US labeling: Hypersensitivity to silodosin or any component of the formulation, concurrent use with strong CYP3A4 inhibitors (eg, clarithromycin, itraconazole, ketoconazole, ritonavir); severe renal impairment (CrCl <30 mL/minute); severe hepatic impairment (Child-Pugh class C)

Canadian labeling: Additional contraindications (not in US labeling): Concurrent use with other alpha-blockers (eg, prazosin, terazosin, doxazosin)


Concerns related to adverse effects:

• Floppy iris syndrome: Intraoperative floppy iris syndrome has been observed in cataract surgery patients who were on or were previously treated with alpha1-blockers; causality has not been established and there appears to be no benefit in discontinuing alpha-blocker therapy prior to surgery.

• Orthostatic hypotension/syncope: May cause significant orthostatic hypotension with or without syncope, especially with first dose; anticipate a similar effect if therapy is interrupted for a few days, if dosage is rapidly increased, or if another antihypertensive drug (particularly vasodilators) or a PDE-5 inhibitor (eg, sildenafil, tadalafil, vardenafil) is introduced although coadministration of sildenafil or tadalafil with silodosin was not associated with a clinically significant risk of orthostatic hypotension in one clinical trial (MacDiarmid 2010). “First-dose” orthostatic hypotension may occur 4 to 8 hours after dosing; may be dose related. Patients should be cautioned about performing hazardous tasks, driving, or operating heavy machinery when starting new therapy or adjusting dosage upward.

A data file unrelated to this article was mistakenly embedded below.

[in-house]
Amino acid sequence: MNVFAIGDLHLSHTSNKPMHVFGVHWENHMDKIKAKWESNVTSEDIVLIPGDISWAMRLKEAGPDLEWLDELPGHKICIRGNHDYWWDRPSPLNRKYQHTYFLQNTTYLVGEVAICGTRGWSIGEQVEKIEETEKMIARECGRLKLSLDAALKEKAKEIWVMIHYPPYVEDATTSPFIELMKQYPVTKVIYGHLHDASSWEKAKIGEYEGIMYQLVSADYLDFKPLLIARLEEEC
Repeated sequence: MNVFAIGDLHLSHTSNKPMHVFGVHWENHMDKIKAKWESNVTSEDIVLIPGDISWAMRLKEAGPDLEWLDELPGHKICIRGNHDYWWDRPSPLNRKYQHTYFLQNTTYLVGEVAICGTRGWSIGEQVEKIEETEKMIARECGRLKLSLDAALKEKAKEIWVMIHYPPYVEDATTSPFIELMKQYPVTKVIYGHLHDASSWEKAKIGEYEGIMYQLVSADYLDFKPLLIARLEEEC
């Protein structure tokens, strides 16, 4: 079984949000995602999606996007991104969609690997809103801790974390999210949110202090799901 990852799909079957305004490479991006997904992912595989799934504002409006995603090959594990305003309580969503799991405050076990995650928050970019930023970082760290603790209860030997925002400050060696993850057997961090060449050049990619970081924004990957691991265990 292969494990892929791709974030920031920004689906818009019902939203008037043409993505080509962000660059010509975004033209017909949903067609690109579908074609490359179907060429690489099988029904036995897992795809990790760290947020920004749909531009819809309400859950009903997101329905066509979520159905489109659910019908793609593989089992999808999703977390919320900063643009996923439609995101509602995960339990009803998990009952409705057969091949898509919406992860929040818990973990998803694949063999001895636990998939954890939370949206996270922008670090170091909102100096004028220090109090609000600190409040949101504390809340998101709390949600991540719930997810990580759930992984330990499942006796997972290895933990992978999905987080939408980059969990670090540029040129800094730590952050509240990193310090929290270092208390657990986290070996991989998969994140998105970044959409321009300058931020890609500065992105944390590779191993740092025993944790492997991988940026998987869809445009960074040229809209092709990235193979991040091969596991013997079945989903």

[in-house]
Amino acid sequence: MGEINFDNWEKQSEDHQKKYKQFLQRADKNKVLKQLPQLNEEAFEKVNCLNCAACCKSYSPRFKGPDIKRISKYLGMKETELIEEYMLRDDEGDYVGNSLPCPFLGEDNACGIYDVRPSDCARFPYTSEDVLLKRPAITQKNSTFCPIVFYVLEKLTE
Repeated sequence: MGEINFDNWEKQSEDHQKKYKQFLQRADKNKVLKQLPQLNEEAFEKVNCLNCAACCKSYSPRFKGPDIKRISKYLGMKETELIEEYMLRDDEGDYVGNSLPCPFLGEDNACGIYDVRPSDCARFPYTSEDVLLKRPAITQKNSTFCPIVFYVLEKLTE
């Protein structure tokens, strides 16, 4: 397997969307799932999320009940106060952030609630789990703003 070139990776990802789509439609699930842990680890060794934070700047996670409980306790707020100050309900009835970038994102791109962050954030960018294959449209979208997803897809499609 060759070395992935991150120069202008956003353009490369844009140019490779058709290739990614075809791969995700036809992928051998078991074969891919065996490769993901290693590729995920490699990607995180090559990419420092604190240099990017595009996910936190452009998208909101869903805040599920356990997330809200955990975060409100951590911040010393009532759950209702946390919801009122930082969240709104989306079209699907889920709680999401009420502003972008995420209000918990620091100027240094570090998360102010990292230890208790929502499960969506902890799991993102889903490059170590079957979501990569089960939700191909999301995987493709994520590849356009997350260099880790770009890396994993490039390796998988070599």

Disease-related concerns:

• Hepatic impairment: Use with caution in patients with mild-to-moderate hepatic impairment; contraindicated with severe impairment; not studied.

• Prostate cancer: It is recommended to rule out prostatic carcinoma before beginning therapy.

• Renal impairment: Use with caution in patients with moderate renal impairment; dosage adjustment recommended. Contraindicated in patients with severe impairment (CrCl <30 mL/minute).

Concurrent drug therapy issues:

• High potential for interactions: Contraindicated in patients on strong CYP3A4 inhibitors.

Special populations:

• Older adult: Use with caution in the elderly; risk of orthostatic hypotension increases with increasing age. Patients ≥65 years of age experienced an incidence of up to 5% in clinical trials.

• Females: Not indicated for use in women.

• Pediatric: Not indicated for use in children.

Other warnings/precautions:

• Antihypertensive use: Not intended for use as an antihypertensive drug.

Metabolism/Transport Effects

Substrate of CYP3A4 (major), P-glycoprotein/ABCB1 (minor), UGT2B7; Note: Assignment of Major/Minor substrate status based on clinically relevant drug interaction potential

Drug Interactions

Note: Interacting drugs may not be individually listed below if they are part of a group interaction (eg, individual drugs within “CYP3A4 Inducers [Strong]” are NOT listed). For a complete list of drug interactions by individual drug name and detailed management recommendations, use the Lexicomp drug interactions program by clicking on the “Launch drug interactions program” link above.

Alpha-/Beta-Agonists: Alpha1-Blockers may diminish the vasoconstricting effect of Alpha-/Beta-Agonists. Similarly, Alpha-/Beta-Agonists may antagonize Alpha1-Blocker vasodilation. Risk C: Monitor therapy

Alpha1-Agonists: Alpha1-Blockers may diminish the vasoconstricting effect of Alpha1-Agonists. Similarly, Alpha1-Agonists may antagonize Alpha1-Blocker vasodilation. Risk C: Monitor therapy

Alpha1-Blockers: May enhance the antihypertensive effect of other Alpha1-Blockers. Risk X: Avoid combination

Beta-Blockers: May enhance the orthostatic hypotensive effect of Alpha1-Blockers. The risk associated with ophthalmic products is probably less than systemic products. Risk C: Monitor therapy

Calcium Channel Blockers: Alpha1-Blockers may enhance the hypotensive effect of Calcium Channel Blockers. Risk C: Monitor therapy